Some gnats do bite. The kind that are called "biting midges" and "no-see-ums" can cause a painful bite that takes longer than a mosquito bite to heal. Because they're tiny, gnats can be a more tricky opponent than other biting bugs.
Avoiding Gnat Bites with Timing
You can reduce the amount of gnat bites you receive by limiting the time you spend outdoors when gnats are most active. Avoid the gnats' favorite times of day: dusk and dawn. In hot climates, where biting gnats are a problem, plan to be back from your evening walk before the sun begins to set, and postpone early-morning gardening until the sun is well up.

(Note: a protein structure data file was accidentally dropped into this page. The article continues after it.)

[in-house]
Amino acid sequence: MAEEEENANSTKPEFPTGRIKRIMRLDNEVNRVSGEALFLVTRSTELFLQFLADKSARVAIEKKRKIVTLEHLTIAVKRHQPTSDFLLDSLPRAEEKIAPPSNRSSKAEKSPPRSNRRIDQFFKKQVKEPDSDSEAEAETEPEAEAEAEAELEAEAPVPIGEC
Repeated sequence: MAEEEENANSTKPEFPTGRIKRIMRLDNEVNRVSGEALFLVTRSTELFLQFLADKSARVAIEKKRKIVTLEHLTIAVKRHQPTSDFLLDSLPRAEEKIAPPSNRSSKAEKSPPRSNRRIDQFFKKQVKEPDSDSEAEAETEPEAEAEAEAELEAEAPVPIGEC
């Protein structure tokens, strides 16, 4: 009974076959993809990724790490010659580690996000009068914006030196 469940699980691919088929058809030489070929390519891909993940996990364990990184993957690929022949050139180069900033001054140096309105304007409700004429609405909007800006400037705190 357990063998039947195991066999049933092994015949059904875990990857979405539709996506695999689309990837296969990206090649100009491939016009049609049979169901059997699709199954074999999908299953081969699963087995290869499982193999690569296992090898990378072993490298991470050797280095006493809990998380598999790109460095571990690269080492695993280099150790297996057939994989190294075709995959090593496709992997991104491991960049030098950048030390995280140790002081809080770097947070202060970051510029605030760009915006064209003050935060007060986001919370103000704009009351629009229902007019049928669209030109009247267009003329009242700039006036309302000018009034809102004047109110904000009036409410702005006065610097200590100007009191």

Avoid the gnat neighborhoods. Gnats need water to breed, so they're more common near lakes, rivers, and other bodies of water. Chose a spot for outdoor activities that is away from bodies of water so you do not get gnat bites.
Seal off your house. If biting gnats are getting into your living space, keep windows closed or replace regular window screening -- which gnats can fly right through -- with special, fine mesh screening available at home supply stores.
Turn up the breeze. Gnats cannot land and bite if it's even slightly breezy, so use fans to keep the air moving while you're on your porch or patio.
Gnat-proof your skin. Most gnats cannot bite through fabric, so keep your arms and legs covered, if possible. Gnats love to go for the face, neck, hands, wrists and ankles, however; use insect repellent containing DEET on those areas if you'll be outdoors during gnat biting hours. Petroleum jelly, especially the mentholated kind, can create an effective barrier that keeps gnats from landing and biting your skin.